It would appear Mother Nature is playing a joke on gardeners. The weather today, near 60 degrees, in January! We’ve been taking advantage of this unseasonably warm weather to move forward with pruning and editing in newly acquired gardens. It’s a nice feeling, getting out in the gardens on somewhat warm days this time of the year, but it’s also a bit unsettling. I see piles of leaves and I want to remove the excess and mulch in the remaining. I want to look for signs of new growth, clean out iris blades and start planting. But, it’s January.
As for the leaves. Most of the leaves that fall into your garden can be turned into the soil come spring. This time of the year they amay be providing insulation for new growth and buds close to the ground. It’s a bit messy, I know, to see leaves clumped at the base of hydrangeas and other shrubs, but they are serving a purpose. When the cold weather comes, and it surely will, we’ll be grateful that we resisted the urge to clean out the insulating leaves.
So what do gardeners do in a spring-like January? Prune! If you missed routine pruning in the garden, this may be a good time to get that chore caught up. You may be removing some spring blooms, but if this is a task you tend to let fall to the wayside year after year, chances are you will not get the pruning done after the shrubs bloom. Sometimes a little sacrifice is needed to keep shrubs healthy and in good form. Look for damaged, rubbing, crossing and diseased limbs.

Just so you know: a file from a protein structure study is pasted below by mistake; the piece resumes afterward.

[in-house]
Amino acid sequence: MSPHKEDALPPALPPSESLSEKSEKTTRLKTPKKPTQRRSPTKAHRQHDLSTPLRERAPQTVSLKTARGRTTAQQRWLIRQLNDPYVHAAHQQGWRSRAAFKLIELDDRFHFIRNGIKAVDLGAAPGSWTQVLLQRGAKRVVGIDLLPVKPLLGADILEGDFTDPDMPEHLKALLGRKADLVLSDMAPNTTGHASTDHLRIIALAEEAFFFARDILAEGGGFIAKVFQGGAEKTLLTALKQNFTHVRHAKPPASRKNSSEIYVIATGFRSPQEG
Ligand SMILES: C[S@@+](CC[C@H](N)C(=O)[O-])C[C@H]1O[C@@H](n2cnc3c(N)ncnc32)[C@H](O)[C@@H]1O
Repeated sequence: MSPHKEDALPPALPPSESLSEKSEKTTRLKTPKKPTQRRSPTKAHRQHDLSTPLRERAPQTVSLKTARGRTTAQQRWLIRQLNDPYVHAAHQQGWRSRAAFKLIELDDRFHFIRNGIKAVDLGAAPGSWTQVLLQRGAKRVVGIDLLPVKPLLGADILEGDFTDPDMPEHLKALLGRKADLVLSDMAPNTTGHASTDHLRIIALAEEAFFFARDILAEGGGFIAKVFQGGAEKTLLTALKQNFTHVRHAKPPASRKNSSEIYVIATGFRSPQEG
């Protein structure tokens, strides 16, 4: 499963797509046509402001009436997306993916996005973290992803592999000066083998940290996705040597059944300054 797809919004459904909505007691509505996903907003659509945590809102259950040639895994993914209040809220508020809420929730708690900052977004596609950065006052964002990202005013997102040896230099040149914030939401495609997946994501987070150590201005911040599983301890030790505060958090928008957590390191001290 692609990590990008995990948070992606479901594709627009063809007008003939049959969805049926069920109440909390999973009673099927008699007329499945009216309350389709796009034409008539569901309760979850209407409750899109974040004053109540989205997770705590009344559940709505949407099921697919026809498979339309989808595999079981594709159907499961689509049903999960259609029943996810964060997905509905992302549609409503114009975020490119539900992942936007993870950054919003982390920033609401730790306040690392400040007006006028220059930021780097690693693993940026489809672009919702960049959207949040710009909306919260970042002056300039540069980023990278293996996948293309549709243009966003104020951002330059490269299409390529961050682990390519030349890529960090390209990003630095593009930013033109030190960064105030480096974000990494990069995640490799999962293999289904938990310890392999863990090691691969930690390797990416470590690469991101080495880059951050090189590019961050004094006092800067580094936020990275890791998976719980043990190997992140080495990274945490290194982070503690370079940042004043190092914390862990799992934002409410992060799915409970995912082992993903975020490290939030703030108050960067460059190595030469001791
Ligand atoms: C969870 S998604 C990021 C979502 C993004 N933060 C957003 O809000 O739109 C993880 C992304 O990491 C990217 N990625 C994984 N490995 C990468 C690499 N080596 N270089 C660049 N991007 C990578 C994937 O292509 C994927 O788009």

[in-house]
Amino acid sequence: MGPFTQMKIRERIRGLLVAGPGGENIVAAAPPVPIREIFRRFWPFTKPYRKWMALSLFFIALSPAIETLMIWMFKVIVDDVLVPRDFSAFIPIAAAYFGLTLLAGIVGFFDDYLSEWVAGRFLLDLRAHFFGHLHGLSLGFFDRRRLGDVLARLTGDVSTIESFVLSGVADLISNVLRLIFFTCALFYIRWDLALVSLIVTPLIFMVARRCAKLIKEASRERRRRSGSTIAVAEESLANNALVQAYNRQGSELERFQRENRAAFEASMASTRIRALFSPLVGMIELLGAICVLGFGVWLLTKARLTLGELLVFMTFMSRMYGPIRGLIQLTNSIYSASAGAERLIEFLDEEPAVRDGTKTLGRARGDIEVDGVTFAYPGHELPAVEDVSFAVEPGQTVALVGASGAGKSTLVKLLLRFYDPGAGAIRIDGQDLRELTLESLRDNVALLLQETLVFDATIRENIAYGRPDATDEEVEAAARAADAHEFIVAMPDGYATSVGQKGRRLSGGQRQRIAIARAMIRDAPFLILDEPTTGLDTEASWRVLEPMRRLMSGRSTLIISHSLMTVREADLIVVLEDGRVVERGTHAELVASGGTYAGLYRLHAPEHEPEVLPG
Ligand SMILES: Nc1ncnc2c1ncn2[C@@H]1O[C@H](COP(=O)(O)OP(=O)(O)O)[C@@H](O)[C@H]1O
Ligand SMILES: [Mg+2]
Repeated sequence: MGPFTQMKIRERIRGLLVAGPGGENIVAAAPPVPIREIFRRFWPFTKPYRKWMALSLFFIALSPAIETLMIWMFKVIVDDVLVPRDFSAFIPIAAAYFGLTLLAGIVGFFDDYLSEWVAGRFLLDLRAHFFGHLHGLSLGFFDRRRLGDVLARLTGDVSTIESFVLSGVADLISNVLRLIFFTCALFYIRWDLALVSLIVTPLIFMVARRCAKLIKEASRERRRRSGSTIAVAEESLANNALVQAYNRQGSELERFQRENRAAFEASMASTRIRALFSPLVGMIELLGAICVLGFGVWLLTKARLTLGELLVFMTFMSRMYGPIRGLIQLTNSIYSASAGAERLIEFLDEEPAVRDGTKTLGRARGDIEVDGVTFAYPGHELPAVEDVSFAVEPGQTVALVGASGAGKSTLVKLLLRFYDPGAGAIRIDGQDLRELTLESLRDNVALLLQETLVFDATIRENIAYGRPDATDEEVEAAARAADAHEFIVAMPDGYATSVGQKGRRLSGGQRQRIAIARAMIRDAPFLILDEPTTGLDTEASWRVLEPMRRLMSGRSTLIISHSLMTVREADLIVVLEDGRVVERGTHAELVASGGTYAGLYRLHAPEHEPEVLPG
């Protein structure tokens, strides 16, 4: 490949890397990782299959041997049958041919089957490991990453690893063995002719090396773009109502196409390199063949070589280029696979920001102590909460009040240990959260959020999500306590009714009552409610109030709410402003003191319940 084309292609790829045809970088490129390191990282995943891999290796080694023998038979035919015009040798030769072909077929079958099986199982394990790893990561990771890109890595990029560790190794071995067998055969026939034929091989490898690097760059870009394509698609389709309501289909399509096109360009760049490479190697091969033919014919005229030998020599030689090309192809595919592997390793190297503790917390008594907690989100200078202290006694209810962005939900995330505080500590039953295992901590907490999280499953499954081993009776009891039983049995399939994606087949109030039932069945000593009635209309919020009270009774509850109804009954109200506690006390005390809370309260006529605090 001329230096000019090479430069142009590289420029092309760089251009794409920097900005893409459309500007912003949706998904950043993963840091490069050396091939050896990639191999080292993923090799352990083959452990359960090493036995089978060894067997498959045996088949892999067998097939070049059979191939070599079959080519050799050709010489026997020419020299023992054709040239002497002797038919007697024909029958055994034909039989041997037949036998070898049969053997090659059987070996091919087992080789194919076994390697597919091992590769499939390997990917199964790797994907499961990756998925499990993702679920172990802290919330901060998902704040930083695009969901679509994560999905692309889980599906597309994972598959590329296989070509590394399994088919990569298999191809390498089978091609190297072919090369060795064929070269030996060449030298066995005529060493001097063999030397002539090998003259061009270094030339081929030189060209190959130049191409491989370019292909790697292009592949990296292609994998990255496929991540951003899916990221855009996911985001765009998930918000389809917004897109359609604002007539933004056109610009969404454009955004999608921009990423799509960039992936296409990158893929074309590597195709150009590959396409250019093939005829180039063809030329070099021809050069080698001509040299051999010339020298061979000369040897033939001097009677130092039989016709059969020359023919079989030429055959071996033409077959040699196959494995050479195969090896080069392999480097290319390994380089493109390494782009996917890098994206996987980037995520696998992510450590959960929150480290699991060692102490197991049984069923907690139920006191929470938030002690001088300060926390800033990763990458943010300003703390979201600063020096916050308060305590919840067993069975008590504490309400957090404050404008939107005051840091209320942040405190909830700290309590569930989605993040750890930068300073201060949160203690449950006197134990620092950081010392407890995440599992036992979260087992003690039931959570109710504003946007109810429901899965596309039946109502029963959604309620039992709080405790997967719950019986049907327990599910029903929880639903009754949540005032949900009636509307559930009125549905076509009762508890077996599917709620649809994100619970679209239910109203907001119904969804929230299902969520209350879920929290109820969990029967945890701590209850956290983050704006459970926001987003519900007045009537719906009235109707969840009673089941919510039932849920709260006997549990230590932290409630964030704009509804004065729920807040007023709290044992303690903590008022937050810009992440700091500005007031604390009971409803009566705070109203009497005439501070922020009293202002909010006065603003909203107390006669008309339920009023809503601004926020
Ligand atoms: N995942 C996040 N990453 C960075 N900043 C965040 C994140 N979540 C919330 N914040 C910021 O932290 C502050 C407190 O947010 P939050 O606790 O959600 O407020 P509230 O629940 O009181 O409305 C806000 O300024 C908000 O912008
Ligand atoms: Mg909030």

For the Birds
Clean and refill bird feeders, clean out spent seeds under feeders and clean and fill birdbaths.
Clean & Sharpen
If you are caught up on pruning, resist the urge to cut for the sake of doing a garden task. Now’s a good time to clean and sharpen your tools. It’s not an enjoyable task, I know, but being able to do it outside on a warm January day is pretty nice.
I know I say this a lot, but one can never study the garden too much. Is your garden interesting this time of the year? Do you have winter interest? Was your winter interest too fragile and has bent or fallen in earlier harsh weather? Do you have winter interest that can withstand snow and ice, like holly, red twig dogwoods and decorative stone elements?
Schedule an appointment with a design professional to evaluate your landscape and develop a design action plan. With this warm weather, we are planting trees and shrubs as well as installing irrigation and hardscape features. If you start now, you will be able to take advantage of this unseasonably warm weather and get a jump start on the spring and summer planting.